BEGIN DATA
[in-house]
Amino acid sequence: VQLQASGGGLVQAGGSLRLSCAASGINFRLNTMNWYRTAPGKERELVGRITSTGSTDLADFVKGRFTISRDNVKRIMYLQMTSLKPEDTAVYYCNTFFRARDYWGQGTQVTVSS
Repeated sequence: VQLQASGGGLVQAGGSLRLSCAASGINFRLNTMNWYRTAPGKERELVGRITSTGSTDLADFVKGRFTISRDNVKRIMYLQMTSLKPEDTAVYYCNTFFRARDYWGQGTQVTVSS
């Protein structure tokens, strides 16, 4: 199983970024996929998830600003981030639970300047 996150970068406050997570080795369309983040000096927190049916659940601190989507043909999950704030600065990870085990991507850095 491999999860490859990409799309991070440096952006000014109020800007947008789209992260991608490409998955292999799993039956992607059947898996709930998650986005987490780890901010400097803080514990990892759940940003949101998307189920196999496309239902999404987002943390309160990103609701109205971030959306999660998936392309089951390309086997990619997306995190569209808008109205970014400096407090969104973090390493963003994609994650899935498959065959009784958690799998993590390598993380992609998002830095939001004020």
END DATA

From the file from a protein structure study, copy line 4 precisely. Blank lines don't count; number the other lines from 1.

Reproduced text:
């Protein structure tokens, strides 16, 4: 199983970024996929998830600003981030639970300047 996150970068406050997570080795369309983040000096927190049916659940601190989507043909999950704030600065990870085990991507850095 491999999860490859990409799309991070440096952006000014109020800007947008789209992260991608490409998955292999799993039956992607059947898996709930998650986005987490780890901010400097803080514990990892759940940003949101998307189920196999496309239902999404987002943390309160990103609701109205971030959306999660998936392309089951390309086997990619997306995190569209808008109205970014400096407090969104973090390493963003994609994650899935498959065959009784958690799998993590390598993380992609998002830095939001004020």